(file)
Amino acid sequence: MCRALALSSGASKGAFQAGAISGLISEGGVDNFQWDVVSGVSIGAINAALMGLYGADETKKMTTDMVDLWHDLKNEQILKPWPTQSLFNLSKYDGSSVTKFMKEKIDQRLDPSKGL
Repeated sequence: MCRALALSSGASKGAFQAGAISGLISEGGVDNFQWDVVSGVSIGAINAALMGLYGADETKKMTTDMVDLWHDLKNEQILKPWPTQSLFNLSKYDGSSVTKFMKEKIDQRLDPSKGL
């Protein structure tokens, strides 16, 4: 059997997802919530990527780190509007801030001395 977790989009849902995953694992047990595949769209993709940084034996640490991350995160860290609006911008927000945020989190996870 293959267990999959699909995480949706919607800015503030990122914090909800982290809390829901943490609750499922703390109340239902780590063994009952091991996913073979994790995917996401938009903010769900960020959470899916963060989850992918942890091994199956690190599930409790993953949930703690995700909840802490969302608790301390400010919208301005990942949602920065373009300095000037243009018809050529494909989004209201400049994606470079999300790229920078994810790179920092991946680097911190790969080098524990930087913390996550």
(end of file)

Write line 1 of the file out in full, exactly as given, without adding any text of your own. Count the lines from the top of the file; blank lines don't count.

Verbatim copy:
Amino acid sequence: MCRALALSSGASKGAFQAGAISGLISEGGVDNFQWDVVSGVSIGAINAALMGLYGADETKKMTTDMVDLWHDLKNEQILKPWPTQSLFNLSKYDGSSVTKFMKEKIDQRLDPSKGL